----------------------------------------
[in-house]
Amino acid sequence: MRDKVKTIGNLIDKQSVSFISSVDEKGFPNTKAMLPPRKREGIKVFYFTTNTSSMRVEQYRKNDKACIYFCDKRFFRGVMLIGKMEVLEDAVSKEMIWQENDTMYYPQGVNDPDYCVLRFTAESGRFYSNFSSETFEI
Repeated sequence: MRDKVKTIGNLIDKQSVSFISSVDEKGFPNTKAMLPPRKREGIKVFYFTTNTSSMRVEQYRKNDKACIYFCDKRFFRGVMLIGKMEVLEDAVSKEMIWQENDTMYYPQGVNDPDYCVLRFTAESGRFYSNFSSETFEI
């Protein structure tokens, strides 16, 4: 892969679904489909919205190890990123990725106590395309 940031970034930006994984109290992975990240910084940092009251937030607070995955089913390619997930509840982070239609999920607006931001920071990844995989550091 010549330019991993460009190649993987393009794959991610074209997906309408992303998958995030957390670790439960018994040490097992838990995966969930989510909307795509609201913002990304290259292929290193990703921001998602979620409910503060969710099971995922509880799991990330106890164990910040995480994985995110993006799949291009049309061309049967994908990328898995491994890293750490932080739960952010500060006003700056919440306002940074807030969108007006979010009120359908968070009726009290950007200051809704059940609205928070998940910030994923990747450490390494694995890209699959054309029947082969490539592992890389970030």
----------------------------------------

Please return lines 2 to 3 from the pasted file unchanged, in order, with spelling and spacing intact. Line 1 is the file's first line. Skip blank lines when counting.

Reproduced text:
Amino acid sequence: MRDKVKTIGNLIDKQSVSFISSVDEKGFPNTKAMLPPRKREGIKVFYFTTNTSSMRVEQYRKNDKACIYFCDKRFFRGVMLIGKMEVLEDAVSKEMIWQENDTMYYPQGVNDPDYCVLRFTAESGRFYSNFSSETFEI
Repeated sequence: MRDKVKTIGNLIDKQSVSFISSVDEKGFPNTKAMLPPRKREGIKVFYFTTNTSSMRVEQYRKNDKACIYFCDKRFFRGVMLIGKMEVLEDAVSKEMIWQENDTMYYPQGVNDPDYCVLRFTAESGRFYSNFSSETFEI